How This Current Pandemic Changed The Pharmaceutical Industry

Updated on May 20, 2020
Test tubes in clinic, pharmacy and medical research laboratory with male scientist using pipette

It’s hard to miss the impact of the novel Coronavirus on global markets, especially the health industries. It took significant time for the World Health Organization to recognize COVID-19 as a pandemic. The first case of infection was traced to Wuhan, China, as 2019 closed. After only a couple of weeks, the largest quarantine in the history of humans took place. A lockdown was placed on the entire city, including the nearby areas. The virus has since spread to every continent. The number of cases and the death toll continue to rise until today.

Coronavirus, indeed, has caused steep inroads into the world’s economy by impacting almost every industry. The pandemic has wreaked havoc, and the pharmaceutical industry isn’t an exception to the list of COVID-19’s collateral damages. In this post, you’ll get an insight into how the current pandemic changed the pharmaceutical industry and how it can be improved.

1. Expanding Network Of Support

The dependence on a limited network of support has done real damage to the pharmaceutical industry because of the coronavirus pandemic. The pharmaceutical testing laboratories which were dependent on the Chinese providers for raw materials and components have been hit the hardest. Most of them left, unable to maintain day-to-day operations because of the supply chain getting cut out or restricted. Such a problem affects not only pharma companies but also the whole world in the face of a global pandemic. It means these manufacturers will struggle to deliver on the demands for a COVID-19 vaccine.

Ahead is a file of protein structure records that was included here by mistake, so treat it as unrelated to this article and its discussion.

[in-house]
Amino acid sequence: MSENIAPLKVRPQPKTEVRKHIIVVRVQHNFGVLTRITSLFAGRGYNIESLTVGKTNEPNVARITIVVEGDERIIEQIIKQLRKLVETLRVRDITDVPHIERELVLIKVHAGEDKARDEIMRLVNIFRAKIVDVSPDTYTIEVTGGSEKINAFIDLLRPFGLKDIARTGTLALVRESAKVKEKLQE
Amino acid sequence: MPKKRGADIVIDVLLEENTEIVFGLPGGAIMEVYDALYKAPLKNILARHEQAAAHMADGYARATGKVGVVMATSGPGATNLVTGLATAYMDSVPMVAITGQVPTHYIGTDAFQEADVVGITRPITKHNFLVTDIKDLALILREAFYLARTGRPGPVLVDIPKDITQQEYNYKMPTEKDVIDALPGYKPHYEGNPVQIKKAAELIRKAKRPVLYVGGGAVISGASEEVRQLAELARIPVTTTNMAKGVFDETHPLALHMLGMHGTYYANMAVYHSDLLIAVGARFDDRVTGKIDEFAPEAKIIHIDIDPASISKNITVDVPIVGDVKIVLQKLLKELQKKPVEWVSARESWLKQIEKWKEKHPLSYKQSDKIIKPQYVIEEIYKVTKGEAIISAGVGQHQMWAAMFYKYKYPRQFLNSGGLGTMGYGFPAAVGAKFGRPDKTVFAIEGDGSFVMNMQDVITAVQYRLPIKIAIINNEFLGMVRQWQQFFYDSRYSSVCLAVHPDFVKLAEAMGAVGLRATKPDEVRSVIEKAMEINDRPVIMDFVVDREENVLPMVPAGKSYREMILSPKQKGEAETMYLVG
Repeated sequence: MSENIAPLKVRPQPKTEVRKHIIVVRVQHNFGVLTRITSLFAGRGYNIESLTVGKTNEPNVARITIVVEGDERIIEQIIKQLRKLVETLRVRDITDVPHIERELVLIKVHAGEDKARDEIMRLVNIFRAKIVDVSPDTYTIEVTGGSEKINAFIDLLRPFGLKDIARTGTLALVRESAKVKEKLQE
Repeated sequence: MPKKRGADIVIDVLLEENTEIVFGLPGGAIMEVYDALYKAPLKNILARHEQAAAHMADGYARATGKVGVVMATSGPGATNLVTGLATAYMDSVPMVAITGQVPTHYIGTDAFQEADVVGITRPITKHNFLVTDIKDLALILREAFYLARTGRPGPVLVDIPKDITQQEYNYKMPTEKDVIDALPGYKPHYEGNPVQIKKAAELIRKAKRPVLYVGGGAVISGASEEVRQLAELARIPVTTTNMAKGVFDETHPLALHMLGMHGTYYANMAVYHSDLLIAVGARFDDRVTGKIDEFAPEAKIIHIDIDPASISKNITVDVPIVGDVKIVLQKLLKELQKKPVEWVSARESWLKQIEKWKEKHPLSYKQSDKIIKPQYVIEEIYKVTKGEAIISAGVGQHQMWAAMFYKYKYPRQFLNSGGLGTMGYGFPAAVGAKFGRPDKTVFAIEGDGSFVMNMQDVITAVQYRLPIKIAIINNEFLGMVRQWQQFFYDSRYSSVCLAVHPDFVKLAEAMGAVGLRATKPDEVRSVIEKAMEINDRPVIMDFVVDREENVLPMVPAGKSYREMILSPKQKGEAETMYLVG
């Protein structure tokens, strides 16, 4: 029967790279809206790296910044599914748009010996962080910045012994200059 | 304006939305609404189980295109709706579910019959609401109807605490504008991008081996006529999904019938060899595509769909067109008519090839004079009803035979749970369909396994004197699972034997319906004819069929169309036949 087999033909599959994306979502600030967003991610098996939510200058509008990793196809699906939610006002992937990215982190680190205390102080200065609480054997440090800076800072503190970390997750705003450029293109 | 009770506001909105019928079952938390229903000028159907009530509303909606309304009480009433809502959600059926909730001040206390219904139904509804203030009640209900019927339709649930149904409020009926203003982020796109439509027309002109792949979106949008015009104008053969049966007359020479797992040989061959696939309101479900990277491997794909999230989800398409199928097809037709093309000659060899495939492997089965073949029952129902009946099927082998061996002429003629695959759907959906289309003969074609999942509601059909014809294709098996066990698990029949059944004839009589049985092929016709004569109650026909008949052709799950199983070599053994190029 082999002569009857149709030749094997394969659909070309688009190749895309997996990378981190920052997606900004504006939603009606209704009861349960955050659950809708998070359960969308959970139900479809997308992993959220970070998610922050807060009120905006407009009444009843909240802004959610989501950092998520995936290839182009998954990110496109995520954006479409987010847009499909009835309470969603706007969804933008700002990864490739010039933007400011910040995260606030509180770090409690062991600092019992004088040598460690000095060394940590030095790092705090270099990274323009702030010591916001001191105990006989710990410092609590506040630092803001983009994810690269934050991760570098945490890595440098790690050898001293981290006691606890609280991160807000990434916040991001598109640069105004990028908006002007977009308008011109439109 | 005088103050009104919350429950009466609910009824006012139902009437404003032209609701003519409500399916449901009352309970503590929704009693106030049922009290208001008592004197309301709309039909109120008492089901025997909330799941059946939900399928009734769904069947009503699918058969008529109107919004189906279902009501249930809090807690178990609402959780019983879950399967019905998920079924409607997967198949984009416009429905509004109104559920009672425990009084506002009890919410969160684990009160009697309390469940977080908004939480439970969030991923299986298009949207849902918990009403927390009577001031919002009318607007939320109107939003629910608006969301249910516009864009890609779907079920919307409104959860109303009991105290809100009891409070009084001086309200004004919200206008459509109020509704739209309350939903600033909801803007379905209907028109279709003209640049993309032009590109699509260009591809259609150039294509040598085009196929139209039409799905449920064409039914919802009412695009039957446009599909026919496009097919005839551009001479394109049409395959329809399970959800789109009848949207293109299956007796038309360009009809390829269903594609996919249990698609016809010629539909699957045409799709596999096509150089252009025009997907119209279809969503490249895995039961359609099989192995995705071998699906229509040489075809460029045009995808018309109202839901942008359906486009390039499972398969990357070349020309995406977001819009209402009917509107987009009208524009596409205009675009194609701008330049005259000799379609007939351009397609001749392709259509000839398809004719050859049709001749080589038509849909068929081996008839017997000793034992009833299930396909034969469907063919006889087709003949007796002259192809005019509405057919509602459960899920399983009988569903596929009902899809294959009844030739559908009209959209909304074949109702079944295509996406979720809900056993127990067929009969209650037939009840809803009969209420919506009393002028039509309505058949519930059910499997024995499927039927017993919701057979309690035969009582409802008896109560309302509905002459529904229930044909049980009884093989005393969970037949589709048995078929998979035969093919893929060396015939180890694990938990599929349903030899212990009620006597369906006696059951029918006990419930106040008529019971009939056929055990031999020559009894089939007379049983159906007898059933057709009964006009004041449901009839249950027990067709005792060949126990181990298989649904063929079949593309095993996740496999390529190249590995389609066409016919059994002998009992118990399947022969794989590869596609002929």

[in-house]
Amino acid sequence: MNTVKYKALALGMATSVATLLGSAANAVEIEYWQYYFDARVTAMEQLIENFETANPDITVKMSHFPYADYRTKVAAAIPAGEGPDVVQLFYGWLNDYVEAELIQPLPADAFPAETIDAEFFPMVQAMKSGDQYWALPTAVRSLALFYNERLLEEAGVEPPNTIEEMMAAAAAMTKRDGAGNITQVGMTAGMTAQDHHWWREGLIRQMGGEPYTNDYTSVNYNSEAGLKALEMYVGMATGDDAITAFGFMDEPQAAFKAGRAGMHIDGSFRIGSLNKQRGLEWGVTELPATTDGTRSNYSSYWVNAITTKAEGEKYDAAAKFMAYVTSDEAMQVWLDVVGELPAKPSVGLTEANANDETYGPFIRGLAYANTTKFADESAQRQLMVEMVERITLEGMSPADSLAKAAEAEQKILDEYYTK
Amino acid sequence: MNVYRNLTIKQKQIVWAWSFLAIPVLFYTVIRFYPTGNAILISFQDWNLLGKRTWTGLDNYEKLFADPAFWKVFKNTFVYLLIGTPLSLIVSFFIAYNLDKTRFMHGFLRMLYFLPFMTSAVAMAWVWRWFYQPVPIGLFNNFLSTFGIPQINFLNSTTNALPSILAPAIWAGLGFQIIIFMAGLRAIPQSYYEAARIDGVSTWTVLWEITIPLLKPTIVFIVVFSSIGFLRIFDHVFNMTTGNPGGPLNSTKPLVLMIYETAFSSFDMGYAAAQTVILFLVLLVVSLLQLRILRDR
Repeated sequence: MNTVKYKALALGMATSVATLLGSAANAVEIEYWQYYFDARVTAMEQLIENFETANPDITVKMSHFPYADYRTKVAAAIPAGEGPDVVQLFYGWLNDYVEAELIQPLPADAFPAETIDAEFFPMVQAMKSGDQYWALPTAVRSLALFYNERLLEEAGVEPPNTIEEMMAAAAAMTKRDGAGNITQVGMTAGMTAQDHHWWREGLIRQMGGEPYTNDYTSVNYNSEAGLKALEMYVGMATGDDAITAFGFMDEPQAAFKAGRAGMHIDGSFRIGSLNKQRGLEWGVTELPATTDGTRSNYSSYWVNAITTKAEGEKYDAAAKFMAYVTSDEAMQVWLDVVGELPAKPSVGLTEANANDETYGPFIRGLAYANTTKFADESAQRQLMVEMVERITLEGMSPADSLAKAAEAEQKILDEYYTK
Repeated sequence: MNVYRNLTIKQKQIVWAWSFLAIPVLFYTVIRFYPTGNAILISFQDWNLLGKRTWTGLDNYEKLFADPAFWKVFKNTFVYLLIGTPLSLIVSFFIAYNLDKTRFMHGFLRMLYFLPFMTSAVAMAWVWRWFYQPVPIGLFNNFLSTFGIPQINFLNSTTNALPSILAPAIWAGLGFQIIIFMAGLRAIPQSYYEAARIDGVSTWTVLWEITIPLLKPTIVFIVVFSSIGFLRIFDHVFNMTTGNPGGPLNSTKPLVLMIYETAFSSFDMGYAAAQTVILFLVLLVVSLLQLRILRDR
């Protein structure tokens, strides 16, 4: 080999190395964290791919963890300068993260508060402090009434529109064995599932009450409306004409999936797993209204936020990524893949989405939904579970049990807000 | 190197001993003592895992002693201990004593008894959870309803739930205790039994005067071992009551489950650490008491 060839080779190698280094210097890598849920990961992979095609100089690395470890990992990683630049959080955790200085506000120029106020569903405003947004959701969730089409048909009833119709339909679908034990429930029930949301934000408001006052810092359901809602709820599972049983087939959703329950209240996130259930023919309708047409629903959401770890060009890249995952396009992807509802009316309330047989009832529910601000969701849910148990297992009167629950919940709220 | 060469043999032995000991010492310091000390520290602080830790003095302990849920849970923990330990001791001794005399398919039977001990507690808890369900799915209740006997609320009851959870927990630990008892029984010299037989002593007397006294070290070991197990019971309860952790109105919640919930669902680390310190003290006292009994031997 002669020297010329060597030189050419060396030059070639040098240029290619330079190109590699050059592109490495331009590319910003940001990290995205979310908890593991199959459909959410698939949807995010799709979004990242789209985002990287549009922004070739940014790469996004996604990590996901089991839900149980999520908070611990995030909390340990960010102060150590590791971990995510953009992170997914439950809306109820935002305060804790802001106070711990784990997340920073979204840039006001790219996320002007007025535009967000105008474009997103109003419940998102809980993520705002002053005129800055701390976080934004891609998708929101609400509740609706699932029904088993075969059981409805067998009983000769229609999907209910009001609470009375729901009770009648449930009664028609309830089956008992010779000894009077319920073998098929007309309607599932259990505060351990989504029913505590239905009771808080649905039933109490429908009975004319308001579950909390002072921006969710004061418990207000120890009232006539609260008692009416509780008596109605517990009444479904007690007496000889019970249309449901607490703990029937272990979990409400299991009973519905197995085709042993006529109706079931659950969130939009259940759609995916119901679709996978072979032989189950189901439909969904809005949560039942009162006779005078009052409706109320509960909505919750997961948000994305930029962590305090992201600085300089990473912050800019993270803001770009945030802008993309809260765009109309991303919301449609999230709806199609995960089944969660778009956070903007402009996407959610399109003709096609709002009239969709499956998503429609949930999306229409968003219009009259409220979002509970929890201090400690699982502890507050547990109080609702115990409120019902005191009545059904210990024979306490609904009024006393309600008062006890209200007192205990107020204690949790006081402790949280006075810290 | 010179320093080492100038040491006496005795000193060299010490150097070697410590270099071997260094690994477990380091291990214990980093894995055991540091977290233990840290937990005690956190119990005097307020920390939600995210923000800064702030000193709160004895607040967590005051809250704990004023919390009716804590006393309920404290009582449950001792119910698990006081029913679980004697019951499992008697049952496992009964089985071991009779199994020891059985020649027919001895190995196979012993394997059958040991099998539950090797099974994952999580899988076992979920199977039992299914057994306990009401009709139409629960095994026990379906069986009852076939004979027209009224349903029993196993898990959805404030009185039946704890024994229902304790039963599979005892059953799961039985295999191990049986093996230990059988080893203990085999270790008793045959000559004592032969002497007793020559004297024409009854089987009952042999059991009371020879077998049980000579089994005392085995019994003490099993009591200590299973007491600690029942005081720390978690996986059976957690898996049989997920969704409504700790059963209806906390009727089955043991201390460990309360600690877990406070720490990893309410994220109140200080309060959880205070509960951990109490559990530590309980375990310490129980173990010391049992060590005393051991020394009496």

Expansion of the support network is a smart strategy being implemented by some pharmaceutical companies while the global health crisis is still going on and is expected to continue in a post-pandemic world. Researching and flagging other options or alternatives for mission-critical suppliers have been undertaken in the race to develop a cure that, once and for all, subdue the pandemic. To avoid a shortage, some have even started to maintain a well-stocked supply of different essentials for the manufacturing of medicines. Pharmaceutical companies can better withstand both long-term and short-term crises with minimized impact by keeping any potential supply shortage in mind.

2. Rising Cost Of Raw Materials And Drugs

According to the Food And Drug Administration (FDA), 13% of the generic and brand manufacturers are based out of China. Based on the same report, 31% of medical ingredients and 24% of medicines were imported from India as of 2018. Due to the COVID-19 pandemic, a lockdown has been implemented in China, India, the United States, and other countries. It has further increased the chances of the cost of drugs and raw materials shooting up. Yes, even the cost of essential medicines might also increase globally, if the current situation worsens or continues to prolong.